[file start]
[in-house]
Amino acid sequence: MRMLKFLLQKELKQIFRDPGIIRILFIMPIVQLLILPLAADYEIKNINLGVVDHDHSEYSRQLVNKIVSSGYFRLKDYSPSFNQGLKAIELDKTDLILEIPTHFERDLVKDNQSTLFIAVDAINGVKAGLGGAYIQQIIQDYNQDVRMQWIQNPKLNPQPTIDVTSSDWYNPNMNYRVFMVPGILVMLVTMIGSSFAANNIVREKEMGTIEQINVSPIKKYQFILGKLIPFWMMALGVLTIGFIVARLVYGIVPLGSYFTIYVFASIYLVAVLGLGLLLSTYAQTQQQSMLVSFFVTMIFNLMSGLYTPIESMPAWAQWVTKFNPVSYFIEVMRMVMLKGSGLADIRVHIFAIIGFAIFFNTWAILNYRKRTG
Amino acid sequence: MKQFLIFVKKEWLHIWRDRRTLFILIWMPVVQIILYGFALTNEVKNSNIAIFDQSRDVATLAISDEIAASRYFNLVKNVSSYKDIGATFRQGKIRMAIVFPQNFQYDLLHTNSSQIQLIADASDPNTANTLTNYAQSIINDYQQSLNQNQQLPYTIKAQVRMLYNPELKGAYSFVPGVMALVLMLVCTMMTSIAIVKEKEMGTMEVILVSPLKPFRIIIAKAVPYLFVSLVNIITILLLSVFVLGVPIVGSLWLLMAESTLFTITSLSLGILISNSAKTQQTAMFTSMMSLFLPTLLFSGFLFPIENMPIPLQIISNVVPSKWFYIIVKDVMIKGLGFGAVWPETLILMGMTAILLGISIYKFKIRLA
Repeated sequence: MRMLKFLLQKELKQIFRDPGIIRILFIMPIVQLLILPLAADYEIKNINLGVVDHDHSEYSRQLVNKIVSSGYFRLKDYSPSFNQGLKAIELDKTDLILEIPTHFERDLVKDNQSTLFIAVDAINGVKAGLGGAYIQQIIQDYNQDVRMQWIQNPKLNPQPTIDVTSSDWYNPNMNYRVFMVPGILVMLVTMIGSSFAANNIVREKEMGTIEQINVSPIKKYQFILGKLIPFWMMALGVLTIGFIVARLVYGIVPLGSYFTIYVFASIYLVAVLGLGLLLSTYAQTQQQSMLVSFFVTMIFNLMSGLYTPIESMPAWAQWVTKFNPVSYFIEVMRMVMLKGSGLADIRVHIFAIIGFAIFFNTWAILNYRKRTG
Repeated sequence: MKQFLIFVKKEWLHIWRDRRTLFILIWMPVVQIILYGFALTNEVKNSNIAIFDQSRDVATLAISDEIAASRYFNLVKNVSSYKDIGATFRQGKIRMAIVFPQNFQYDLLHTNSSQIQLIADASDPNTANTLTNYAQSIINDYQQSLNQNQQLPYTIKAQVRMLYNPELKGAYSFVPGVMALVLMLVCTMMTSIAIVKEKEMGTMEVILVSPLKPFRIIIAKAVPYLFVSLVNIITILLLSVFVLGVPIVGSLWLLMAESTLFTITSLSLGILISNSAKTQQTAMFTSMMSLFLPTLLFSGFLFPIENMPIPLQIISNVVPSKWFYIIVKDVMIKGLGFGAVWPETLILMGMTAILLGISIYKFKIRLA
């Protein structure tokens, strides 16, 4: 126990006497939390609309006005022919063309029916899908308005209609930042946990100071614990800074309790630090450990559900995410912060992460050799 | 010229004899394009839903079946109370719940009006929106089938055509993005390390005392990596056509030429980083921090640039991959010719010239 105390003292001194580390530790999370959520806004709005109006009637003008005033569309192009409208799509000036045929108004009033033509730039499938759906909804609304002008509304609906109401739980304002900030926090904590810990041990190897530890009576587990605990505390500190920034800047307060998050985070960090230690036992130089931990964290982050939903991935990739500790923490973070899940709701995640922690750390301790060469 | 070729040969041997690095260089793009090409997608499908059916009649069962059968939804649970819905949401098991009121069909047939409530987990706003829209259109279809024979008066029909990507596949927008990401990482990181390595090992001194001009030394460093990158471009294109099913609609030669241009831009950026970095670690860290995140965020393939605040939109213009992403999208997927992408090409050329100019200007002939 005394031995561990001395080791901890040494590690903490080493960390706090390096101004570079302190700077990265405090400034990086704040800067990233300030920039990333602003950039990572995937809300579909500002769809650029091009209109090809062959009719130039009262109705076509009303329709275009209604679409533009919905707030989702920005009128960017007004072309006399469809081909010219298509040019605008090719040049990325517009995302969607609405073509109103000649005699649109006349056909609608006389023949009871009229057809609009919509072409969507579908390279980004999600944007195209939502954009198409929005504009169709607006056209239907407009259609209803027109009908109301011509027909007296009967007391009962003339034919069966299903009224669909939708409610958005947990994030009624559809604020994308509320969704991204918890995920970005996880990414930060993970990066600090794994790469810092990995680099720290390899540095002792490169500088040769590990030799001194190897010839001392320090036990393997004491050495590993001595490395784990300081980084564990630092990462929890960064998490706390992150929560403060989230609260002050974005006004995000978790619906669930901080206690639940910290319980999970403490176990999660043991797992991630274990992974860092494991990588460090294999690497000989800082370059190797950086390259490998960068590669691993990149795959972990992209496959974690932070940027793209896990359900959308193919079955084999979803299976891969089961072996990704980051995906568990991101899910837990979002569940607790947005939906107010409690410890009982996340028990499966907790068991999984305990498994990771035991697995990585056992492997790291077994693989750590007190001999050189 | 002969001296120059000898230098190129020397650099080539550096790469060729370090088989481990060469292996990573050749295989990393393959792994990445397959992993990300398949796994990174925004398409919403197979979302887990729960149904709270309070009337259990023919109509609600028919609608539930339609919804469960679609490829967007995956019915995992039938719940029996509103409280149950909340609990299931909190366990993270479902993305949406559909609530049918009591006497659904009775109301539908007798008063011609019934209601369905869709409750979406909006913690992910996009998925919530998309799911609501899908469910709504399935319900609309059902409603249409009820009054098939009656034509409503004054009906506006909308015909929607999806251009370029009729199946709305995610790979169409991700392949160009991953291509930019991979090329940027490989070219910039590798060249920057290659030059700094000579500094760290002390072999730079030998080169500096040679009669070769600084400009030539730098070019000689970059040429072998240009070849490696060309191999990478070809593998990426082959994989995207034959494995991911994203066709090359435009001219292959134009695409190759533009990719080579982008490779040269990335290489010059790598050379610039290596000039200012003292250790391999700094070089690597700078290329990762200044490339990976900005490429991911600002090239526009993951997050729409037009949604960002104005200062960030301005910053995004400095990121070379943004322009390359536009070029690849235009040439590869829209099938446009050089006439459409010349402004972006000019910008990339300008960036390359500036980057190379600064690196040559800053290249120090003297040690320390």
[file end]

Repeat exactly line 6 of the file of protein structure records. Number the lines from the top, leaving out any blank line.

């Protein structure tokens, strides 16, 4: 126990006497939390609309006005022919063309029916899908308005209609930042946990100071614990800074309790630090450990559900995410912060992460050799 | 010229004899394009839903079946109370719940009006929106089938055509993005390390005392990596056509030429980083921090640039991959010719010239 105390003292001194580390530790999370959520806004709005109006009637003008005033569309192009409208799509000036045929108004009033033509730039499938759906909804609304002008509304609906109401739980304002900030926090904590810990041990190897530890009576587990605990505390500190920034800047307060998050985070960090230690036992130089931990964290982050939903991935990739500790923490973070899940709701995640922690750390301790060469 | 070729040969041997690095260089793009090409997608499908059916009649069962059968939804649970819905949401098991009121069909047939409530987990706003829209259109279809024979008066029909990507596949927008990401990482990181390595090992001194001009030394460093990158471009294109099913609609030669241009831009950026970095670690860290995140965020393939605040939109213009992403999208997927992408090409050329100019200007002939 005394031995561990001395080791901890040494590690903490080493960390706090390096101004570079302190700077990265405090400034990086704040800067990233300030920039990333602003950039990572995937809300579909500002769809650029091009209109090809062959009719130039009262109705076509009303329709275009209604679409533009919905707030989702920005009128960017007004072309006399469809081909010219298509040019605008090719040049990325517009995302969607609405073509109103000649005699649109006349056909609608006389023949009871009229057809609009919509072409969507579908390279980004999600944007195209939502954009198409929005504009169709607006056209239907407009259609209803027109009908109301011509027909007296009967007391009962003339034919069966299903009224669909939708409610958005947990994030009624559809604020994308509320969704991204918890995920970005996880990414930060993970990066600090794994790469810092990995680099720290390899540095002792490169500088040769590990030799001194190897010839001392320090036990393997004491050495590993001595490395784990300081980084564990630092990462929890960064998490706390992150929560403060989230609260002050974005006004995000978790619906669930901080206690639940910290319980999970403490176990999660043991797992991630274990992974860092494991990588460090294999690497000989800082370059190797950086390259490998960068590669691993990149795959972990992209496959974690932070940027793209896990359900959308193919079955084999979803299976891969089961072996990704980051995906568990991101899910837990979002569940607790947005939906107010409690410890009982996340028990499966907790068991999984305990498994990771035991697995990585056992492997790291077994693989750590007190001999050189 | 002969001296120059000898230098190129020397650099080539550096790469060729370090088989481990060469292996990573050749295989990393393959792994990445397959992993990300398949796994990174925004398409919403197979979302887990729960149904709270309070009337259990023919109509609600028919609608539930339609919804469960679609490829967007995956019915995992039938719940029996509103409280149950909340609990299931909190366990993270479902993305949406559909609530049918009591006497659904009775109301539908007798008063011609019934209601369905869709409750979406909006913690992910996009998925919530998309799911609501899908469910709504399935319900609309059902409603249409009820009054098939009656034509409503004054009906506006909308015909929607999806251009370029009729199946709305995610790979169409991700392949160009991953291509930019991979090329940027490989070219910039590798060249920057290659030059700094000579500094760290002390072999730079030998080169500096040679009669070769600084400009030539730098070019000689970059040429072998240009070849490696060309191999990478070809593998990426082959994989995207034959494995991911994203066709090359435009001219292959134009695409190759533009990719080579982008490779040269990335290489010059790598050379610039290596000039200012003292250790391999700094070089690597700078290329990762200044490339990976900005490429991911600002090239526009993951997050729409037009949604960002104005200062960030301005910053995004400095990121070379943004322009390359536009070029690849235009040439590869829209099938446009050089006439459409010349402004972006000019910008990339300008960036390359500036980057190379600064690196040559800053290249120090003297040690320390």